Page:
Some mergers just don't make sense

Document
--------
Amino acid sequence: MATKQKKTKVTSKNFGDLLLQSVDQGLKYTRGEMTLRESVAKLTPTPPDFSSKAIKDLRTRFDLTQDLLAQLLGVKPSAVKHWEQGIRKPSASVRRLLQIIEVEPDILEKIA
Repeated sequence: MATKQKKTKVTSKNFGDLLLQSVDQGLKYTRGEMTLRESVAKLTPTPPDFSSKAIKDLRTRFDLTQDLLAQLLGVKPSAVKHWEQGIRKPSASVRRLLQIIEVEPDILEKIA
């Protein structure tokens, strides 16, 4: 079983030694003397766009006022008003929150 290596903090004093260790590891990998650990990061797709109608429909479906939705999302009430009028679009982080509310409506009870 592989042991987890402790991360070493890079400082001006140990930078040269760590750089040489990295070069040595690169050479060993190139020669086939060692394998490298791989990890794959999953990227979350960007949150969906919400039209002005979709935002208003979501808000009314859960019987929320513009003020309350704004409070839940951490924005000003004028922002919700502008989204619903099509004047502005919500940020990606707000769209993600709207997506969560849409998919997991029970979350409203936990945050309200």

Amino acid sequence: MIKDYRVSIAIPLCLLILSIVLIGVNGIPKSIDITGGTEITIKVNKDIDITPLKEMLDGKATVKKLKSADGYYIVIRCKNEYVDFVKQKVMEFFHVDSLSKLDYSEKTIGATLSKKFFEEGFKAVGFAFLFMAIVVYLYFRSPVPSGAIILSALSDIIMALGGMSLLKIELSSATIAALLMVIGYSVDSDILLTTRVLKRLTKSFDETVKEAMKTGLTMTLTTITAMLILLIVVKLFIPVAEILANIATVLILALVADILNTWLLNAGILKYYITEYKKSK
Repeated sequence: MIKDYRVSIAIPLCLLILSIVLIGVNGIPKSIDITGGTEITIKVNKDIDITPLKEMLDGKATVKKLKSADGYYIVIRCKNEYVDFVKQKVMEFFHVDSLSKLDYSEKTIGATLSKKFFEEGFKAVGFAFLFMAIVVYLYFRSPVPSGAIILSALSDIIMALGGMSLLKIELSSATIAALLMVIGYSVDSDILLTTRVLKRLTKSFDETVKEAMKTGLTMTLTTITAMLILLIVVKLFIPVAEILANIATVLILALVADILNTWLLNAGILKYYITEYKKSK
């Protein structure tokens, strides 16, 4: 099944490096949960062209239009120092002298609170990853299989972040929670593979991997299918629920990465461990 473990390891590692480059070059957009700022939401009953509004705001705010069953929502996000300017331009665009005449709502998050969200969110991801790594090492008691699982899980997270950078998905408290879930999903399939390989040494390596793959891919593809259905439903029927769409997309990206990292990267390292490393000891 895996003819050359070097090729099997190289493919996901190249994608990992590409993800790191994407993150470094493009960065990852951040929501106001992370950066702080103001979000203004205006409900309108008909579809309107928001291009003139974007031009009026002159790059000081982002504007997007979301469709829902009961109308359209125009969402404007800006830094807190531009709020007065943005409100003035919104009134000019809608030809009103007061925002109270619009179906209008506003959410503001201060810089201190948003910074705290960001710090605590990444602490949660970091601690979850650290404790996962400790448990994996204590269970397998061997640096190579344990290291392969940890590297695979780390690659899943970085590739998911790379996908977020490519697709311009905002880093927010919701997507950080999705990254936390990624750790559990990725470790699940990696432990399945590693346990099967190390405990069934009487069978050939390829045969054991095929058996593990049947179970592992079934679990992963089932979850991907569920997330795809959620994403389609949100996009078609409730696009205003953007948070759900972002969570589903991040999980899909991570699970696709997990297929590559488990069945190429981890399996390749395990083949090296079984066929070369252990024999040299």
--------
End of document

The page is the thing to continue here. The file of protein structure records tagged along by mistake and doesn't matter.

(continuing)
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In these days of lackluster business performance, mergers and acquisitions are still popular. An organization buys a competitor, presuming to combine the revenues of both organizations. Those working in positions deemed redundant in the new company are laid off, increasing productivity, reducing overhead and further enhancing profits.How can you lose?Interestingly, it hardly ever works out that way. The promised returns remain elusive, and even the best-laid plans fail to be realized. Even startups that want to be acquired often wish they hadn't been. And sometimes the combined business model just doesn't make sense.Classical music lovers in Southern New Hampshire have listened to WCRB for years. The Boston-area station can be heard with little interference almost to Concord. NHPR cancelled classical programming years ago, leaving little choice to New Hampshire's classical music lovers.WGBH, another Boston-area station, had some classical music programming, but it tended to be the really heavy stuff, which is not all that popular. As a result, WCRB was sort of the only show in town, and it was popular.However, the station started adding all kinds of things, like traffic reports, for instance. Those weren't necessarily bad, but they had to be paid for. It seemed like there was more and more advertising as a result.Unfortunately, many of those commercials were actually made for rock ‘n' roll stations and were offensive to classical music lovers. A moment or two might have been bearable, but the seemingly endless stream caused many of us to switch to iPods, CDs or some other medium at the beginning of the stream.At one point, the station offered commercial-free programming from 9 a.m. until noon, and that was great. But without commercials there was no revenue, so they had to make up for it later.Making a sour noteThe next thing we heard, the station was going commercial-free. It sounded great, but I wondered what the catch might be.Sure enough, it was bought by WGBH, which transferred its classical music programming from the 89.7 FM station to the WCRB 99.5 FM station.Now here's the part of the business model that just doesn't make sense. WCRB listeners chose to put up with commercials to a degree to listen to popular classical music, even when they knew there was a commercial-free alternative with less-popular music. How can WGBH possibly think it can force feed its new stuff to this audience?This music is obscure and unpopular for a reason: it's not pleasing. With federal funding at risk, I would think the newly merged station would want to attract as many listeners as possible.The key is in playing what audiences want. There just may not be enough obscure music lovers around to fill the WCRB-WGBH coffers. Two different markets, and they're not the same.This is just one example of a merger and acquisition that probably looked good on paper, but there are many. When Compaq swallowed Digital Equipment, they almost choked, and they both made computers. HP didn't learn from that experience. It swallowed the Compaq-Digital combination and went on to buy EMS.Short-term results sound OK, but why is it getting to be such a hard place to work?Are you thinking of buying a competitor? Think carefully and do lots of research. Remember, the devil is, in fact, in the details - those things you don't want to take the time to define right now.Anybody want to start a classical music station around here?Ronald J. Bourque is a consultant and speaker from Windham who has had engagements throughout the U.S. and in Europe and Asia. He can be reached at 603-898-1871;RonBourque@myfairpoint.net; or bourqueai.com.

 

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